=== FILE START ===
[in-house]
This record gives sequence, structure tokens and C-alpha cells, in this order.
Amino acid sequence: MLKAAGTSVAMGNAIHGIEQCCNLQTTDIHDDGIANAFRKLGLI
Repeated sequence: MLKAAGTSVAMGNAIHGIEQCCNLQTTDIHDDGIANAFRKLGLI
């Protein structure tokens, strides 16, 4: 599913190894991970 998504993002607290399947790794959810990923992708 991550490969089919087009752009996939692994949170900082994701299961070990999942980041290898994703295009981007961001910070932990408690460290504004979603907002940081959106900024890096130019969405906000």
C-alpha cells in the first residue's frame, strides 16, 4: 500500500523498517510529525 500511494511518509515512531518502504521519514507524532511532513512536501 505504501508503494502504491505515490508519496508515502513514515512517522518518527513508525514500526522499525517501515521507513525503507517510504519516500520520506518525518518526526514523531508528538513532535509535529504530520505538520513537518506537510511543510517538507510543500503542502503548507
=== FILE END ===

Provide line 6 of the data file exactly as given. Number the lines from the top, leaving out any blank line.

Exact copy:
C-alpha cells in the first residue's frame, strides 16, 4: 500500500523498517510529525 500511494511518509515512531518502504521519514507524532511532513512536501 505504501508503494502504491505515490508519496508515502513514515512517522518518527513508525514500526522499525517501515521507513525503507517510504519516500520520506518525518518526526514523531508528538513532535509535529504530520505538520513537518506537510511543510517538507510543500503542502503548507